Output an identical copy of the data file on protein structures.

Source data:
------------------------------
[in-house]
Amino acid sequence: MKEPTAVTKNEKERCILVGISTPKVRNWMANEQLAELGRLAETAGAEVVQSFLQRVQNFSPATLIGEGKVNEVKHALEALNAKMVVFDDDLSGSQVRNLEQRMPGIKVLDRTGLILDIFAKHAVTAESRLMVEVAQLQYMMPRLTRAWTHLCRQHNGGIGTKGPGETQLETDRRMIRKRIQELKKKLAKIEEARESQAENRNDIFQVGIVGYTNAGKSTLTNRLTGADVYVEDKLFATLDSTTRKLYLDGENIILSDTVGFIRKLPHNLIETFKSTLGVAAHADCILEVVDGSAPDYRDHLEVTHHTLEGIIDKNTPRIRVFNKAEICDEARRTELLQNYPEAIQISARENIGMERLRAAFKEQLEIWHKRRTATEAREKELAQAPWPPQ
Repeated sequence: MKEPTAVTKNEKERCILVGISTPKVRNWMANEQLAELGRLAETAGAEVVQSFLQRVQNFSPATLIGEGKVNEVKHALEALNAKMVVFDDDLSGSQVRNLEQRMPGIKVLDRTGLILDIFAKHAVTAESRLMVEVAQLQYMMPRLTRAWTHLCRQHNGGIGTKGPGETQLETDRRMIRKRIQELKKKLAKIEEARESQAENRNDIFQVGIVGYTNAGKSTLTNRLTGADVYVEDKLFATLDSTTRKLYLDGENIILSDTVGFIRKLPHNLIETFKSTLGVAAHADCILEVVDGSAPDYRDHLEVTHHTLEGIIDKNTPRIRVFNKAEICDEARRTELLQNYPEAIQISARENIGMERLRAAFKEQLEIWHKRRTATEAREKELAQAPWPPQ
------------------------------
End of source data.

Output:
[in-house]
Amino acid sequence: MKEPTAVTKNEKERCILVGISTPKVRNWMANEQLAELGRLAETAGAEVVQSFLQRVQNFSPATLIGEGKVNEVKHALEALNAKMVVFDDDLSGSQVRNLEQRMPGIKVLDRTGLILDIFAKHAVTAESRLMVEVAQLQYMMPRLTRAWTHLCRQHNGGIGTKGPGETQLETDRRMIRKRIQELKKKLAKIEEARESQAENRNDIFQVGIVGYTNAGKSTLTNRLTGADVYVEDKLFATLDSTTRKLYLDGENIILSDTVGFIRKLPHNLIETFKSTLGVAAHADCILEVVDGSAPDYRDHLEVTHHTLEGIIDKNTPRIRVFNKAEICDEARRTELLQNYPEAIQISARENIGMERLRAAFKEQLEIWHKRRTATEAREKELAQAPWPPQ
Repeated sequence: MKEPTAVTKNEKERCILVGISTPKVRNWMANEQLAELGRLAETAGAEVVQSFLQRVQNFSPATLIGEGKVNEVKHALEALNAKMVVFDDDLSGSQVRNLEQRMPGIKVLDRTGLILDIFAKHAVTAESRLMVEVAQLQYMMPRLTRAWTHLCRQHNGGIGTKGPGETQLETDRRMIRKRIQELKKKLAKIEEARESQAENRNDIFQVGIVGYTNAGKSTLTNRLTGADVYVEDKLFATLDSTTRKLYLDGENIILSDTVGFIRKLPHNLIETFKSTLGVAAHADCILEVVDGSAPDYRDHLEVTHHTLEGIIDKNTPRIRVFNKAEICDEARRTELLQNYPEAIQISARENIGMERLRAAFKEQLEIWHKRRTATEAREKELAQAPWPPQ